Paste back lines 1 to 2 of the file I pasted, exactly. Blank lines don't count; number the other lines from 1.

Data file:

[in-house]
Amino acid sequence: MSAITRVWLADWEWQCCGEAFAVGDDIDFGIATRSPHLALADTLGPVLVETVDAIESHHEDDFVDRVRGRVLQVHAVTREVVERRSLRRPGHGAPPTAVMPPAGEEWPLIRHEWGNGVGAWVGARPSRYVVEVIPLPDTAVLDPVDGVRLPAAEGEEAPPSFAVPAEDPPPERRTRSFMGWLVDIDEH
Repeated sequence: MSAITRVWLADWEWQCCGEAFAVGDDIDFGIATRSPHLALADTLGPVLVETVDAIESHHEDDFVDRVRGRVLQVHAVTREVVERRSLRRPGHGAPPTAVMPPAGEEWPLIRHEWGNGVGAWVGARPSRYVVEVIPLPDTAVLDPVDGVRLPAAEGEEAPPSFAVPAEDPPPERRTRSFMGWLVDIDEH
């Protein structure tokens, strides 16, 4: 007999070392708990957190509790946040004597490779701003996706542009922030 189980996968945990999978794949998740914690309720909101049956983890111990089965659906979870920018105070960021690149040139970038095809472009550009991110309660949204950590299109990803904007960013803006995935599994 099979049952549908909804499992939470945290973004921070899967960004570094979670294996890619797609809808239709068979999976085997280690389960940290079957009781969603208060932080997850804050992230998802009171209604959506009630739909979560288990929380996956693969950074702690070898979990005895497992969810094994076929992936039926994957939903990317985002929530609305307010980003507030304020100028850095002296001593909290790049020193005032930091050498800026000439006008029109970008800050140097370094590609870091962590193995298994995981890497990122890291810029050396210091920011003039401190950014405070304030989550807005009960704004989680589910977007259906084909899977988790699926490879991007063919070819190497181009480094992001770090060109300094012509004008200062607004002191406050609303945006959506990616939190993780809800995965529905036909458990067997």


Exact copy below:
[in-house]
Amino acid sequence: MSAITRVWLADWEWQCCGEAFAVGDDIDFGIATRSPHLALADTLGPVLVETVDAIESHHEDDFVDRVRGRVLQVHAVTREVVERRSLRRPGHGAPPTAVMPPAGEEWPLIRHEWGNGVGAWVGARPSRYVVEVIPLPDTAVLDPVDGVRLPAAEGEEAPPSFAVPAEDPPPERRTRSFMGWLVDIDEH